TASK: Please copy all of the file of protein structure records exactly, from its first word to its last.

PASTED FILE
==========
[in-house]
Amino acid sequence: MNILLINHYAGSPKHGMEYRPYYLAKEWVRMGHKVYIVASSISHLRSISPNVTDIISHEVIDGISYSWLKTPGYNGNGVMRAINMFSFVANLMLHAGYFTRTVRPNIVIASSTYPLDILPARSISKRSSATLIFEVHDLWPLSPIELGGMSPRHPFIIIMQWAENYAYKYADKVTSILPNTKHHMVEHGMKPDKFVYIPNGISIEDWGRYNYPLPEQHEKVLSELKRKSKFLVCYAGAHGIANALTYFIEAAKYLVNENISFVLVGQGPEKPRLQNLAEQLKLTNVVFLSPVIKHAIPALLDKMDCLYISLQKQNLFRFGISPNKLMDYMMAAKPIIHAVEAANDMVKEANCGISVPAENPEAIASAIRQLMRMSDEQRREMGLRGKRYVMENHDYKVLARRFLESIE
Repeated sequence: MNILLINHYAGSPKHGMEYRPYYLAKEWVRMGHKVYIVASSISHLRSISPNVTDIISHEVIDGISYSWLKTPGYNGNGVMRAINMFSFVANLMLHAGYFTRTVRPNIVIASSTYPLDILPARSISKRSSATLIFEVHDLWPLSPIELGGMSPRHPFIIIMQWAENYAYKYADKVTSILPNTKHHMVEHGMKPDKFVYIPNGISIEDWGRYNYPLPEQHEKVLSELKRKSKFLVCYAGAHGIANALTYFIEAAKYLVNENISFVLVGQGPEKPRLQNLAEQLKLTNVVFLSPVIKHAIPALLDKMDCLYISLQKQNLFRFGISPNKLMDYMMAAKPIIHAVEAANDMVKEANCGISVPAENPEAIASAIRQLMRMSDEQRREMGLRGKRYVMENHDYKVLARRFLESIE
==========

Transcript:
[in-house]
Amino acid sequence: MNILLINHYAGSPKHGMEYRPYYLAKEWVRMGHKVYIVASSISHLRSISPNVTDIISHEVIDGISYSWLKTPGYNGNGVMRAINMFSFVANLMLHAGYFTRTVRPNIVIASSTYPLDILPARSISKRSSATLIFEVHDLWPLSPIELGGMSPRHPFIIIMQWAENYAYKYADKVTSILPNTKHHMVEHGMKPDKFVYIPNGISIEDWGRYNYPLPEQHEKVLSELKRKSKFLVCYAGAHGIANALTYFIEAAKYLVNENISFVLVGQGPEKPRLQNLAEQLKLTNVVFLSPVIKHAIPALLDKMDCLYISLQKQNLFRFGISPNKLMDYMMAAKPIIHAVEAANDMVKEANCGISVPAENPEAIASAIRQLMRMSDEQRREMGLRGKRYVMENHDYKVLARRFLESIE
Repeated sequence: MNILLINHYAGSPKHGMEYRPYYLAKEWVRMGHKVYIVASSISHLRSISPNVTDIISHEVIDGISYSWLKTPGYNGNGVMRAINMFSFVANLMLHAGYFTRTVRPNIVIASSTYPLDILPARSISKRSSATLIFEVHDLWPLSPIELGGMSPRHPFIIIMQWAENYAYKYADKVTSILPNTKHHMVEHGMKPDKFVYIPNGISIEDWGRYNYPLPEQHEKVLSELKRKSKFLVCYAGAHGIANALTYFIEAAKYLVNENISFVLVGQGPEKPRLQNLAEQLKLTNVVFLSPVIKHAIPALLDKMDCLYISLQKQNLFRFGISPNKLMDYMMAAKPIIHAVEAANDMVKEANCGISVPAENPEAIASAIRQLMRMSDEQRREMGLRGKRYVMENHDYKVLARRFLESIE